Gaeng Penang Tua Lima – Butter or Lima Bean Panang

By Mieke

Originally I was going to post tofu scramble chilaquiles, but I always struggle with making  mole here because tomatillos are so hard to come by. Also… while I love tofu, scrambled tofu just isn’t really it for me.

Rosa’s Thai Café – The Vegetarian Cookbook by Saiphin Moore

Then I was reading Rosa’s Thai Café – The Vegetarian Cookbook and spotted this recipe for vegan gaeng penang tua lima (lima or butter bean panang, I refuse to use the word ‘curry’ for all Asian stews) and I knew I had to have it. Because out of all the beans, the butter bean is my favorite.

A close up of a bamboo side table filled with books, with the focus on the book Rosa's Thai Cafe: The Vegetarian Cookbook.

Hot & Bothered serendipity

I was however (and will probably always be) still hung up on chilaquiles. Because nachos. Pondering these decisions during one of my morning walks, I started thinking of chilaquiles mash-ups: laksa chilaquiles,  mohinga chilaquiles and finally gaeng penang tua lima chilaquiles. But I let it go because it seemed like maybe this was too much of a stretch.

Later in the day my friend in Thailand contacted me. And as we were talking, we serendipitously shouted: “PANANG CHILAQUILES” at each other across the globe (no lie). And so I decided, this is okay. Though of course you can have this butter bean panang with rice as well. I don’t know why Asian and Latin American food fuse so well. From now classic Japanese-Peruvian Nikkei cuisine, to my beloved Mexican-Korean mash-up from LA, but it does. So here we are.

Ko Thai to the rescue

I was very happy to find an accidentally vegan panang-paste by Ko Thai at our biggest supermarket chain, if you choose to go with a ready-made paste, but be sure to check the contents extensively. As my friends of the Hot & Bothered newsletter started their project in the first place because vegan ready-made pastes can be very hard to find.

The Rosa’s Thai Café recipe below also includes instructions on how to make your own panang-paste. I made my panang with cashews, as you can see in the pictures, but the original recipe calls for peanuts and I suggest that unless you have an intense dislike for peanuts like I do, you follow Saiphin’s lead.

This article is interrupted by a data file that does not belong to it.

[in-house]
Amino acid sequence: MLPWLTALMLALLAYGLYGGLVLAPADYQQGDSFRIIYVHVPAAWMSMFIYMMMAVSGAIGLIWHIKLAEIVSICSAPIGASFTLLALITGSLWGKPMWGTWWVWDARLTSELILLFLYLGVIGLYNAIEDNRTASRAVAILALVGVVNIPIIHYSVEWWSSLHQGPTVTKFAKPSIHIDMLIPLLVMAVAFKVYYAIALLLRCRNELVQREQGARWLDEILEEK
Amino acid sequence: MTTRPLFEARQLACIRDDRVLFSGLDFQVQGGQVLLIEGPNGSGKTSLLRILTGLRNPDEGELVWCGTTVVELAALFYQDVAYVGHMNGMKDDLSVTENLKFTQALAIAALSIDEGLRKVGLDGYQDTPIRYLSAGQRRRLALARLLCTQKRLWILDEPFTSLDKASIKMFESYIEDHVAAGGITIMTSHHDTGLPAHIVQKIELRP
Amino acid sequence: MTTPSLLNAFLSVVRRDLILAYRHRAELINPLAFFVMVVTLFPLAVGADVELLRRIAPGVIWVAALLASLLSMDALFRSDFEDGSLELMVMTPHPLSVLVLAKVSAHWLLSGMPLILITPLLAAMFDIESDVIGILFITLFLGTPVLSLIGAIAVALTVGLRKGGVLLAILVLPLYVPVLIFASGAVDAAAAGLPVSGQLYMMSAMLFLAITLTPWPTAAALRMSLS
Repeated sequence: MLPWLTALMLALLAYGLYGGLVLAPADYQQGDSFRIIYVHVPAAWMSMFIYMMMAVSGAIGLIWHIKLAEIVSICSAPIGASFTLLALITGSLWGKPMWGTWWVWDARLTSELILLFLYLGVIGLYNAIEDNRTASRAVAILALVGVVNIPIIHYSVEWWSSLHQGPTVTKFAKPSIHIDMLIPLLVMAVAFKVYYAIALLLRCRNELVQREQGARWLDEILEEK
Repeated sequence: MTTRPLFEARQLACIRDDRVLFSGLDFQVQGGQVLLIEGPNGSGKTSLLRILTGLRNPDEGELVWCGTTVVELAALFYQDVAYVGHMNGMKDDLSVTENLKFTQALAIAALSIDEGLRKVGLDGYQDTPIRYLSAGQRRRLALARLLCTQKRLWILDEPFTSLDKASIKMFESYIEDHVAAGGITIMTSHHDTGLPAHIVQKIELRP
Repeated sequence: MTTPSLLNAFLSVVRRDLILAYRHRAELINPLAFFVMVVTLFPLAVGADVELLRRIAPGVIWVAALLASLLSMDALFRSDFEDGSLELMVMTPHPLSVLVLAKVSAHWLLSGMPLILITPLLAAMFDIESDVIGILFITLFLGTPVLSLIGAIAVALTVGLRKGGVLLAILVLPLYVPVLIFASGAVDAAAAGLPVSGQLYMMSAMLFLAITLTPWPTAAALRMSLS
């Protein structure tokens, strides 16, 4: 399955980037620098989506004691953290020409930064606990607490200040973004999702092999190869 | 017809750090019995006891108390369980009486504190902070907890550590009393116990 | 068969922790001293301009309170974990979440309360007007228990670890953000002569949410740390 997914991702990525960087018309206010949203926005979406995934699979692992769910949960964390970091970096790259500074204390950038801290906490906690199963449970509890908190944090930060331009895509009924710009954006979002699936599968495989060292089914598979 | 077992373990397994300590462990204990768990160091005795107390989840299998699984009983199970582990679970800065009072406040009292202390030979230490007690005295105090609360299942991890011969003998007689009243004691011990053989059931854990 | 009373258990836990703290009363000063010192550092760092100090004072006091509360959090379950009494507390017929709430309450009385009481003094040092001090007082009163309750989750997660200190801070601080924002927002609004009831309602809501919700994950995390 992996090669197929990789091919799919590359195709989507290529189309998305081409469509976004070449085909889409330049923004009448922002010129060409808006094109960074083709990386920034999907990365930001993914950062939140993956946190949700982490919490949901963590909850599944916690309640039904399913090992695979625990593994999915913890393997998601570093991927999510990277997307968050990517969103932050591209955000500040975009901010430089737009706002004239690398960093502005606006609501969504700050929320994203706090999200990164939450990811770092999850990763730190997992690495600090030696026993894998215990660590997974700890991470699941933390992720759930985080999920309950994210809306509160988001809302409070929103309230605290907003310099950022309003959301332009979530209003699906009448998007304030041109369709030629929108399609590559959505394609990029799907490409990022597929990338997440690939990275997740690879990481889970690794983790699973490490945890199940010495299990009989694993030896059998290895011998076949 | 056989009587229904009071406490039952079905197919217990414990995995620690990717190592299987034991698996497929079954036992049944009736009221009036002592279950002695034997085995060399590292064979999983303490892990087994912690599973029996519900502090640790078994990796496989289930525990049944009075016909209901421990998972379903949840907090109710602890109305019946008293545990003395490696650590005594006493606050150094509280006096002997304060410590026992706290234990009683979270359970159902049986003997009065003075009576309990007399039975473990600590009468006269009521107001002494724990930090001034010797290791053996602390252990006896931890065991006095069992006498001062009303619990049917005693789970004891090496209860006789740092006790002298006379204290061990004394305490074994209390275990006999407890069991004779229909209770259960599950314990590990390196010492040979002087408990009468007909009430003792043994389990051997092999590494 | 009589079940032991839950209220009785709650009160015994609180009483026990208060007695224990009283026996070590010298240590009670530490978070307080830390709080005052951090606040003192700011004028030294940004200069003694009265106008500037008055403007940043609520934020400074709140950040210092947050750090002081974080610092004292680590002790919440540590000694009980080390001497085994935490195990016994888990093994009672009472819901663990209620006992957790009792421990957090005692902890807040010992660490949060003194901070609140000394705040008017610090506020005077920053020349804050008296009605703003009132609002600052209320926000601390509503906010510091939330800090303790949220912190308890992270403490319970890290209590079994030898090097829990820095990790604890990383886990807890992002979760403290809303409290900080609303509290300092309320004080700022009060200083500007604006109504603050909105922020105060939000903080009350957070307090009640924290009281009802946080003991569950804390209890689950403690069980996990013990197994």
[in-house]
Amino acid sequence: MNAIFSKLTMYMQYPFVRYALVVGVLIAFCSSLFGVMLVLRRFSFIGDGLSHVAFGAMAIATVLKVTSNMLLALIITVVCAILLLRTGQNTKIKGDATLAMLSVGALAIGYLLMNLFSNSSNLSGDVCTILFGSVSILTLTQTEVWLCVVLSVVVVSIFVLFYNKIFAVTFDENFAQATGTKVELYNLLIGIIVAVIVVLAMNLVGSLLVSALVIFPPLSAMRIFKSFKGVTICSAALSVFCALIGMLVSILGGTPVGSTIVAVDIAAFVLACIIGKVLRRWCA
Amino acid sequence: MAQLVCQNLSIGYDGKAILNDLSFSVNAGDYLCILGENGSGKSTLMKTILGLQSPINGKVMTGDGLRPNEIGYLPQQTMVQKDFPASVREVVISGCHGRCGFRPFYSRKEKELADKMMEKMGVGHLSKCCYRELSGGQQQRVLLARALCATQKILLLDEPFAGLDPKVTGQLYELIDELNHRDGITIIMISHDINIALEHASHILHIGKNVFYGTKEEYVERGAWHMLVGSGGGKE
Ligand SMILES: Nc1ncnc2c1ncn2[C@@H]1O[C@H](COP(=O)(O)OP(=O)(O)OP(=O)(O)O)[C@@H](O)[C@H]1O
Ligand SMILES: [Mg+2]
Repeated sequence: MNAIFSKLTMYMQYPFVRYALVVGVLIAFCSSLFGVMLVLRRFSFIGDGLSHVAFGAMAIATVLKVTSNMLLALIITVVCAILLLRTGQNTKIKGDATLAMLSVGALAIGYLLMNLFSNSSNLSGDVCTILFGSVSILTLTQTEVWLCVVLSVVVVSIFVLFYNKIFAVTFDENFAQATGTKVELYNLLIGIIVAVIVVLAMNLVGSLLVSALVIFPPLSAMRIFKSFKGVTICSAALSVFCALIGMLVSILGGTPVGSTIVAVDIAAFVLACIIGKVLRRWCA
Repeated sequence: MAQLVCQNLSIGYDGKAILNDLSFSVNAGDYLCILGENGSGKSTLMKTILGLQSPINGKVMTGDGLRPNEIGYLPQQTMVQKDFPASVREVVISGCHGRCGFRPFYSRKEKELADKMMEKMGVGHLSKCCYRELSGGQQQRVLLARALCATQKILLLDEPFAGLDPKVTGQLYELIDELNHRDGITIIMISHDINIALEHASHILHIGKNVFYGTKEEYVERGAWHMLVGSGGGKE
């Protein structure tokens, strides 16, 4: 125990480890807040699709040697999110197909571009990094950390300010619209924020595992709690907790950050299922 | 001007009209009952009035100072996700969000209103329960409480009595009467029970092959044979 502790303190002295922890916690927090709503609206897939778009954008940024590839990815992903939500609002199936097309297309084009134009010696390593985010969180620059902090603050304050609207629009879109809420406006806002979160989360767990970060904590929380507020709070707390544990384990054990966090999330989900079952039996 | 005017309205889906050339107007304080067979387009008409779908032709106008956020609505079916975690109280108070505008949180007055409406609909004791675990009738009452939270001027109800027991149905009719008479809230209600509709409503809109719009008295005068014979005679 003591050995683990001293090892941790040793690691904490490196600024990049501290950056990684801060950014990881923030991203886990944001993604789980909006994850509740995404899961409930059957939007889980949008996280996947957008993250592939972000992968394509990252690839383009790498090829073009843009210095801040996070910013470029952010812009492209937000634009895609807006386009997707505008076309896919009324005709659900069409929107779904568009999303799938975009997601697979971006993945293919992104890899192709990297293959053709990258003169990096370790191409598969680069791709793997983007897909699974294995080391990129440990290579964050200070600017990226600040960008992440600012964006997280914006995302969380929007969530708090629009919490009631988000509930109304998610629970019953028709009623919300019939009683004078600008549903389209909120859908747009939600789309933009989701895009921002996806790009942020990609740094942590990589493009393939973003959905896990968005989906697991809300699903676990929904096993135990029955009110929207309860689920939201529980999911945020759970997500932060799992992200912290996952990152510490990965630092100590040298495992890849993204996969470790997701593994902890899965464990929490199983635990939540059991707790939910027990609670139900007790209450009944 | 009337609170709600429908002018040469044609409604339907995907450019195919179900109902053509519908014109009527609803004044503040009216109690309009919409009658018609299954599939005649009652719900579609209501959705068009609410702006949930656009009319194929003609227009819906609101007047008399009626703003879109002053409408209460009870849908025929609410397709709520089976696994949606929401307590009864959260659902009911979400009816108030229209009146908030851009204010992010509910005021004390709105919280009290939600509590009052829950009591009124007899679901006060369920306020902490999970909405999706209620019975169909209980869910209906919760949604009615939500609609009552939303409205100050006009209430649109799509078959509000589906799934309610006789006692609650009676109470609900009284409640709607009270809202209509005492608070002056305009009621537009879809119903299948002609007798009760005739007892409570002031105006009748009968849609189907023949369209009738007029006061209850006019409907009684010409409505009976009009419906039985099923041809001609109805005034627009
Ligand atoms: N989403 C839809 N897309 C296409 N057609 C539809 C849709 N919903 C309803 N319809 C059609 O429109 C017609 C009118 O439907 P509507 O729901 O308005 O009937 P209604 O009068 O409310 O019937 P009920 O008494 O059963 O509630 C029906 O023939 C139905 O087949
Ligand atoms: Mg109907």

Gaeng Penang Tua Lima (Vegan Butter Bean Panang)

Dorothy Porker
This recipe for gaeng penang tua lima (vegan butter bean panang) from Rosa's Thai Café is quick, easy and incredibly moorish. Turn them into chilaquiles for an exciting nacho-twist or have it with rice like a normal.
Prep Time 15 minutes
Cook Time 7 minutes
Soaking the chilies (when making panang-paste from scratch) 30 minutes
Course Breakfast, Main course
Cuisine Mexican, Thai, Vegan
Servings 1 - 2 people


  • Small bowl (for soaking chilies, if making paste from scratch)
  • Pestle and mortar or small food processor (if making paste from scratch)
  • Wok or large frying pan (x2 if making chilaquiles)
  • Kitchen towel (if making chilaquiles)


To make the panang-paste (ready-made also works, but double-check to ensure it's vegan)

  • 6 dried chilies deseeded and soaked for 30 mins
  • 1/2 t - 2.5 g salt
  • 4 stalks lemongrass white core thinly sliced
  • 1" - 2.5 cm galengal* finely grated
  • 1 makrut lime leaf finely sliced
  • 4 cloves garlic
  • 1 small bunch coriander root or stalks
  • 5 shallots sliced
  • 6 black peppercorns

To make panang chilaquiles (or have with white rice)

  • 4 T - 60 ml neutral oil I use sunflower
  • 3 corn tortillas** cut into nacho-shaped triangles
  • pinch salt

To make the gaeng penang tua lima